Tools Used In This recipe
As an entrepreneur you'll likely need to hire your first few employees before you hire your first person in Human Resources/Talent, which means you'll likely be negotiating the offer letter directly. Information about salary ranges and typical equity levels for the role you're looking to add will help you build a competitive offer and make those first few hires. This information is also extremely useful when you're planning future fundraising; knowing the roles you want to add will help you determine the amount you need to raise and how much of your company's stock you'll want to allocate for an employee incentive plan.
Researching salary levels with Indeed and salary.com
Both Indeed's Salary Search and salary.com collect data from employers all over the world about their compensation for different positions. Both of them offer a search tool that you can use to find typical compensation ranges for specific job titles in a specific market. For the purpose of this recipe we're going to assume you've identified a need for a Director of Marketing.
Let's start with the Indeed salary guide. Right on the page you'll see a search field. Enter the job title in the What field and if you are looking for specific region, enter that in the Where field (use the nearest major city to ensure you get a broad range of data points).
On the results page you'll get an average base salary, as well as information on other benefits typically offered to the role. Below the average salary is the number of data points used. In the case of the screenshot below, the average is based on information provided by four companies so you should expect that it might not be as accurate as a position with more data points.
Let's compare this result with salary.com. Again, the site's home page has a search form available.
On salary.com a search for Director of Marketing requires you to select from a list of standardized job titles. In this recipe we'll select Marketing Director, but Digital Marketing Director is another job description that might have applied. The results are shown as a bell curve.
Note that unlike Indeed, salary.com's compensation estimates are drawn from national data and adjusted to reflect cost-of-living differences in the specific market. Salary.com also can show compensation ranges on base salary alone or base salary plus other benefits such as bonuses. For this particular role, the data from salary.com and Indeed vary considerably. Given Indeed's small sample size it's likely for this role that salary.com is more accurate.
Designing equity and incentive stock option packages for early-stage employees with the Holloway Guide
As an early-stage startup founder, it's likely that you won't be able to match salary levels of larger companies. But you have a recruiting and retention tool that those companies can't offer; the chance to share in the success of the company through equity and incentive stock option (ISO) compensation. But this benefit is not unlimited; your equity compensation pool is limited so you want to be sure your offers are in-line with market rates.
While there are far fewer data points available for equity compensation packages than for salary, the best source of information available is in the Holloway Guide to Equity Compensation. This content in the guide is crowdsourced and maintained by a group of attorneys and venture partners, so it's updated as market conditions change. The guide offers a limited preview with free registration, and you can purchase a copy if you are hiring quickly and need to reference it frequently.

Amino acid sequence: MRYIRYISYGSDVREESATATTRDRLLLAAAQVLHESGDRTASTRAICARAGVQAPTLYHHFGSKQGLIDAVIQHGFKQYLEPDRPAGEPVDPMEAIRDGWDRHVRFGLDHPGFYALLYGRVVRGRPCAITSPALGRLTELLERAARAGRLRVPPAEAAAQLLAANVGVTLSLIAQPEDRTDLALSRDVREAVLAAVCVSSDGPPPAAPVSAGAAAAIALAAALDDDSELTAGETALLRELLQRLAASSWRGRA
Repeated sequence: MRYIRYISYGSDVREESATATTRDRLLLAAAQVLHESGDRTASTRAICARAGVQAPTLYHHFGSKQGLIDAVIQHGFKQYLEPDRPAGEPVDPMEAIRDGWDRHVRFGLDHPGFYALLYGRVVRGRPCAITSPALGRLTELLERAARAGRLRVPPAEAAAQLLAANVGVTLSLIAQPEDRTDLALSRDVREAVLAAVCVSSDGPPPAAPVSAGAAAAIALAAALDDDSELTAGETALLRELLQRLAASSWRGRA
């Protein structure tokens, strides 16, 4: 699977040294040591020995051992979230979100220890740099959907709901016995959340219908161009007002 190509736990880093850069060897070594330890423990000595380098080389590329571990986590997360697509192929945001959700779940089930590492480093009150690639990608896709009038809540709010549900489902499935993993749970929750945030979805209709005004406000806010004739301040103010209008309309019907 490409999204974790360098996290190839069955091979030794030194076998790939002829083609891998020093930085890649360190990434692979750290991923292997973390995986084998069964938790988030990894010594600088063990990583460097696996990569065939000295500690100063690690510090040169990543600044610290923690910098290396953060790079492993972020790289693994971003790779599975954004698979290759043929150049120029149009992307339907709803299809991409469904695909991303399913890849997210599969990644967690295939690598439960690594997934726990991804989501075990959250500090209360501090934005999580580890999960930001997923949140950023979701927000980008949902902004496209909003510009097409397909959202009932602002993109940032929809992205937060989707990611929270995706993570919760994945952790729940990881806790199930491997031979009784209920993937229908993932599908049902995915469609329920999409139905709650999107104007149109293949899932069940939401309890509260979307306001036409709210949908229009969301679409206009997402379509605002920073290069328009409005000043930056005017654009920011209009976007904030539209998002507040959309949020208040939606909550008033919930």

To find a benchmark for equity compensation you'll need three pieces of information:
- The role for which you are hiring. The level of the role significantly affects typical equity levels. C-suite roles generally come with higher equity levels than VP or Director. The job function will also influence typical equity levels. Roles in product, especially software engineering (where incentive stock option packages are common at every seniority level), and early sales hires, will typically have higher equity compensation benchmarks than other types of roles.
- The employee's order of hire. Equity packages for the first few non-founder hires will be higher to reflect the risk that the candidate is taking on. At later stages you might even place the hire in a band, i.e. employees 20-50 each get the same equity compensation package.
- The company's traction and fundraising status. Very early stage equity packages will be higher, but a hire by a company that has raised a Series B round will be lower, even if the role is very senior.
The entire Holloway Guide is worth reading once straight through, but for this recipe we'll link directly to the section on typical employee equity levels:
Typical Employee Equity Levels - The Holloway Guide to Equity Compensation
Compensation data is highly situational. What an employee receives in equity, cash, and benefits depends on the role they're filling, the sector they work in, where they and the company are located, and the possible value that specific individual may bring to the company.
In addition to the benchmarks directly provided, this section of the Holloway Guide references the original articles and posts on which the Guide bases its information, so you can research further if you prefer.
As with every other salary and benefit, equity compensation discussions with a candidate are a negotiation. Use these guides as a starting point in that process. Feel free to refer candidates to the Holloway Guide using the link above as justification for your offer. Indicating that your offer is backed by research on typical equity compensation and sharing your source can sometimes help you bypass a lengthy sequence of counter-offers and help you build trust with the candidate by showing that you've done research to identify a total compensation package that is equitable and fair.